The La Salle head coach recorded his 500th career win with the Explorers' 75-67 victory over Fordham on Wednesday. Giannini has endured his share of ups and downs during his 14-year tenure at La Salle. But the bottom line remains; he's done an admirable job in less than ideal circumstances. Any realistic La Salle fan will admit that recruiting is a challenge, something Giannini has dealt with by pursuing a number of transfers in recent years. In most cases, these transfers are Philadelphia kids who are looking for more playing time — guys like B.J. Johnson, Tyrone Garland and Ramon Galloway. It's a formula that helped Giannini take La Salle to the Sweet 16 in 2013 with Galloway and Garland playing key roles.

On occasion, you'll hear or see La Salle fans on social media calling for a coaching change. I don't understand that logic. I continue to believe Giannini is a good fit at La Salle and he deserves the opportunity to get the program back to where it was five years ago.

As for this Saturday's visit to Richmond, it will be a challenge for the Explorers. The Spiders are down this season but have found their footing over the last week with wins over George Washington and VCU. I expect Richmond to make it three straight wins at La Salle's expense this weekend.

Richmond 70, La Salle 65

Drexel (7-13, 1-6 CAA) at James Madison (5-13, 1-6 A-10), Saturday, 4:00 p.m.
AF:
 After picking up a marquee win over the College of Charleston two weeks ago — which was also their first conference win — the Dragons have hit a serious slump and dropped four straight games.

Zach Spiker’s squad is certainly struggling with scoring, but perhaps more importantly, is getting beat on the glass, sometimes almost two to one by their opponents. And any coach will tell you second-chance points are a real killer, not only to the momentum of the game but also for team morale.

In Drexel’s most recent loss, falling 90-68 at Towson, the rebounding differential was 46-25 in the Tigers' favor. It could be a problem for the Dragons this weekend against James Madison.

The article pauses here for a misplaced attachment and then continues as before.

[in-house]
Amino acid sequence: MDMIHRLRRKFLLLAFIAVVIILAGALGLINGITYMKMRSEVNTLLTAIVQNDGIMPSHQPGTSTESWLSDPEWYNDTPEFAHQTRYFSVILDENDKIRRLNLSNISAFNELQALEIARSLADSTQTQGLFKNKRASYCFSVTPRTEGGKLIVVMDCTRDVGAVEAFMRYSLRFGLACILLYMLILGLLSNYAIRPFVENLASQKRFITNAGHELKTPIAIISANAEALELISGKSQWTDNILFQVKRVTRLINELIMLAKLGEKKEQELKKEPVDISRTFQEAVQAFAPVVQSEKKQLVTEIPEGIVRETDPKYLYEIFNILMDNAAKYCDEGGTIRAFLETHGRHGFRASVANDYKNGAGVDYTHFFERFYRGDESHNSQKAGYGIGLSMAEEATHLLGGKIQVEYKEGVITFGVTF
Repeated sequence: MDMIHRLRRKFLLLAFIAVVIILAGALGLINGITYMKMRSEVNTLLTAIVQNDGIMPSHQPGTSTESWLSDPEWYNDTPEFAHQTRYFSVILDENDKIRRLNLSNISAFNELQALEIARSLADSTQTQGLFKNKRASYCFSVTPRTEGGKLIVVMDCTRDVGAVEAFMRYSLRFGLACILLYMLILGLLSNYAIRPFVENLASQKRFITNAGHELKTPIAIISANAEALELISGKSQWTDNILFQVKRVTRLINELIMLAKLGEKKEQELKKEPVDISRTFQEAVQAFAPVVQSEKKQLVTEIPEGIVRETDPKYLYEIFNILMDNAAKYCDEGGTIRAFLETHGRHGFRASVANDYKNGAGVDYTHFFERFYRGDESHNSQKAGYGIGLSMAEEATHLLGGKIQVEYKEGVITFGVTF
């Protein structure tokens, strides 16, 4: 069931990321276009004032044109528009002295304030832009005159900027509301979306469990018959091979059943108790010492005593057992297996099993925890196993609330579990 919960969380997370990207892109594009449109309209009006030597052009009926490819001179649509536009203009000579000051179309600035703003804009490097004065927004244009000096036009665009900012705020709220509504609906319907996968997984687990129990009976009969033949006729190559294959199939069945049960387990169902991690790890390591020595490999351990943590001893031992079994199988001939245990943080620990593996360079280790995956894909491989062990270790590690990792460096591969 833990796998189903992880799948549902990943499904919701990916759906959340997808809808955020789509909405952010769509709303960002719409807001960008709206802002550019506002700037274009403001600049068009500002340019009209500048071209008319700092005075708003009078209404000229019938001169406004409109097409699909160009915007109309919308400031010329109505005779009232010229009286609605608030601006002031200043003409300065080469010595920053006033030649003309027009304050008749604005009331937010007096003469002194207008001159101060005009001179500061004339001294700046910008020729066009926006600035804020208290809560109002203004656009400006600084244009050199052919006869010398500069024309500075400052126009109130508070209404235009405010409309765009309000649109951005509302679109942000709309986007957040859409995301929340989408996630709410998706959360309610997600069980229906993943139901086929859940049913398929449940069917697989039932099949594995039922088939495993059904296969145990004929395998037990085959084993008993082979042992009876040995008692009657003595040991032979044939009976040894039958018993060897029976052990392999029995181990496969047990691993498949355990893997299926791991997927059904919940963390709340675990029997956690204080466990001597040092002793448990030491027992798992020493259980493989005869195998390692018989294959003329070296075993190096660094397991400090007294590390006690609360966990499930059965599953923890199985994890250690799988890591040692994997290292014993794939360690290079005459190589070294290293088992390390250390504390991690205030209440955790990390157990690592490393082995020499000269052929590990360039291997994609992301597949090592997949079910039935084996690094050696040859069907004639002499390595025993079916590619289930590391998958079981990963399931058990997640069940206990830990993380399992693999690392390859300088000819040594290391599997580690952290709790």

The Dukes are coming off a marquee win of their own, when they beat Elon in overtime Thursday night. They erased a 10-point deficit in the final 90 seconds to take down the Phoenix, which also was their first CAA win.

A player of note in this one, JMU’s Stuckey Mosley is averaging 19.5 points and one of four Dukes who average double figures. Neither team is going to contend for the CAA this year, but both have shown flashes. The road has not been kind to the Dragons.

I hesitate to pick against them because they win when I predict a loss, and lose when I predict a win. So I’ll go a little reverse psychology and say that they will win ... and I really mean lose.

JMU 78, Drexel 75

Prediction Records
Sean Kane:
15-8
Amy Fadool: 12-13

No. 1 Villanova hands Georgetown worst loss in decades

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No. 1 Villanova hands Georgetown worst loss in decades

BOX SCORE

WASHINGTON -- After watching Villanova make 3-pointer after 3-pointer and build a hard-to-fathom lead -- 20, then 30, eventually all the way up to 44 -- Georgetown coach Patrick Ewing did not want to offer any sort of assessment about what this game indicates about his team's status in relation to the No. 1 Wildcats.

Understandably.

"I'm not even thinking about that," Ewing said. "All I'm thinking about is that they're a good team and tonight was their night. That's it."

Wright and Villanova gave Ewing a rude welcome back to the schools' rivalry, handing the Hoyas their worst loss in more than 40 years, 88-56 on Wednesday night.